ERIC Number: ED333462
Record Type: RIE
Publication Date: 1991-Mar-22
Reference Count: N/A
Plato's Critique of Rhetoric in the "Gorgias" (447a-466a): Epistemology, Methodology, and the Lyotardian Differend.
The uncritical acceptance of Plato's treatment of sophistic doctrines (specifically in Plato's dialogue the "Gorgias") in the university has resulted in an impoverished contemporary view of sophistic rhetoric. Since Socrates' foundational epistemology allows for the knowledge of immutable truth and Gorgias' relativistic epistemology does not, there is a differend between them. Had Plato presented Gorgias' epistemology and methodology accurately, as he does Socrates's, most fourth century B.C. Athenian citizens would have preferred Gorgias' arguments, since democracy depends on the ability to change the opinions of others and the willingness to allow personal own opinions to be changed. For the Athenian citizens to admit to the possibility of perfect knowledge--attainable only through the Platonic negative dialectic--would require them also to deny the validity of their own democratic power structure. Thus, in order to gain the approval of his democratic Athenian audience at a time when the Athenian democracy was in an unstable condition from struggles against bloody oligarchic tyrannies, Plato was forced to (mis)represent Gorgias' epistemology as allowing for the possibility of certain knowledge. Plato, therefore, creates a Gorgias with a foundational epistemology and an empirical, "doxa"-governed methodology, making Gorgias appear not only irrational, but also absurd. It is important to keep in mind that all of Plato's claims against Gorgias and rhetoric are mere fictions created by Plato for the purpose of controlling the differend between Socrates and Gorgias. (Thirteen references are attached.) (PRA)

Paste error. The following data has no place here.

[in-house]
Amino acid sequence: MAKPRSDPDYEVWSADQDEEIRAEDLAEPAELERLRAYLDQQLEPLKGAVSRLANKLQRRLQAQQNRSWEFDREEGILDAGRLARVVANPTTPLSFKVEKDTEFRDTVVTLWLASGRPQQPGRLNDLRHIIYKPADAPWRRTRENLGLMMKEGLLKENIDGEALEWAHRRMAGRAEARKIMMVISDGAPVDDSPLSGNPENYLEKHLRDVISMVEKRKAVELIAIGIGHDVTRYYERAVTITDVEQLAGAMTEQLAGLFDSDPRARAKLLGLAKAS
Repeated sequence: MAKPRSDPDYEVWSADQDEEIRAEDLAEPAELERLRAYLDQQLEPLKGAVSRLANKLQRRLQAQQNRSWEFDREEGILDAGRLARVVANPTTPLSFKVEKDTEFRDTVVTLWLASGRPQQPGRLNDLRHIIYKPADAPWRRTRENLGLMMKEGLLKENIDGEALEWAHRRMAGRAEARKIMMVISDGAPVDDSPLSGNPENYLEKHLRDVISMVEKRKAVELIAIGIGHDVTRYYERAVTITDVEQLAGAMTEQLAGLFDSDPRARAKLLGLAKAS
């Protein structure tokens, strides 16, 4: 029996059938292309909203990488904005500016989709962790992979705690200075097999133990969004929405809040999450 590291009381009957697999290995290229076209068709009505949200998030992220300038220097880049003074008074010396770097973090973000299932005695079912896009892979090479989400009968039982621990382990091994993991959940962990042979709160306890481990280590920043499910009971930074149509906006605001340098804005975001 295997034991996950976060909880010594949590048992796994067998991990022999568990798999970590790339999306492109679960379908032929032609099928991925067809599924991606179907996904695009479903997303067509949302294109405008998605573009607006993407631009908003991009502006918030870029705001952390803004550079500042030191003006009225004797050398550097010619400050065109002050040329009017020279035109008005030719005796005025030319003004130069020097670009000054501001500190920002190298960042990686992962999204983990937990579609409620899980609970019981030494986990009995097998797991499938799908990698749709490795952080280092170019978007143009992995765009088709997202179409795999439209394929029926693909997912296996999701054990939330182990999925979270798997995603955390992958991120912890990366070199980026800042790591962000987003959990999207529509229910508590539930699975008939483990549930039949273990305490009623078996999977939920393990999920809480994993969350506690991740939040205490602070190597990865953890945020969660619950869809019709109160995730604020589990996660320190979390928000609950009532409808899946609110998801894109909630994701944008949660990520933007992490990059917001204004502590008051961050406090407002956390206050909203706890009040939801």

Publication Type: Opinion Papers; Speeches/Meeting Papers
Education Level: N/A
Authoring Institution: N/A
Identifiers: Classical Rhetoric; Gorgias of Leontini; Plato of Athens; Relativism; Rhetoric as Epistemic; Socrates; Sophists
Note: Paper presented at the Annual Meeting of the Conference on College Composition and Communication (42nd, Boston, MA, March 21-23, 1991).